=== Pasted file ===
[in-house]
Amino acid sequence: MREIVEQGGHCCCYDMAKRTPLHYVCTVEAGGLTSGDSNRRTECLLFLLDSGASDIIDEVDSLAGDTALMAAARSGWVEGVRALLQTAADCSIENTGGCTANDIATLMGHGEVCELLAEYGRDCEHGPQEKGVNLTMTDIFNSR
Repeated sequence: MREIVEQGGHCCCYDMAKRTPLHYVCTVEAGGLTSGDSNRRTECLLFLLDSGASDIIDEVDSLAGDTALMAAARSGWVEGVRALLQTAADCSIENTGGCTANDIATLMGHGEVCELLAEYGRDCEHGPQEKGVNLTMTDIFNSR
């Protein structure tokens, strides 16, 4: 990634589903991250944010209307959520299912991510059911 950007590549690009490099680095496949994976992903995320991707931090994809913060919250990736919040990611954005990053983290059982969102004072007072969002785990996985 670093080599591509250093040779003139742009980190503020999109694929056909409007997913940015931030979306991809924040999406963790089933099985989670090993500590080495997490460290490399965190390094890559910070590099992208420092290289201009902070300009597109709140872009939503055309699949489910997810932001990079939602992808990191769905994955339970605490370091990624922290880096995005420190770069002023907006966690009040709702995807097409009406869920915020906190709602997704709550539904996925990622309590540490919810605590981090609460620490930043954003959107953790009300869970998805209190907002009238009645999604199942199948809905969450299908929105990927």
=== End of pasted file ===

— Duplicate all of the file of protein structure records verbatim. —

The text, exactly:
[in-house]
Amino acid sequence: MREIVEQGGHCCCYDMAKRTPLHYVCTVEAGGLTSGDSNRRTECLLFLLDSGASDIIDEVDSLAGDTALMAAARSGWVEGVRALLQTAADCSIENTGGCTANDIATLMGHGEVCELLAEYGRDCEHGPQEKGVNLTMTDIFNSR
Repeated sequence: MREIVEQGGHCCCYDMAKRTPLHYVCTVEAGGLTSGDSNRRTECLLFLLDSGASDIIDEVDSLAGDTALMAAARSGWVEGVRALLQTAADCSIENTGGCTANDIATLMGHGEVCELLAEYGRDCEHGPQEKGVNLTMTDIFNSR
């Protein structure tokens, strides 16, 4: 990634589903991250944010209307959520299912991510059911 950007590549690009490099680095496949994976992903995320991707931090994809913060919250990736919040990611954005990053983290059982969102004072007072969002785990996985 670093080599591509250093040779003139742009980190503020999109694929056909409007997913940015931030979306991809924040999406963790089933099985989670090993500590080495997490460290490399965190390094890559910070590099992208420092290289201009902070300009597109709140872009939503055309699949489910997810932001990079939602992808990191769905994955339970605490370091990624922290880096995005420190770069002023907006966690009040709702995807097409009406869920915020906190709602997704709550539904996925990622309590540490919810605590981090609460620490930043954003959107953790009300869970998805209190907002009238009645999604199942199948809905969450299908929105990927």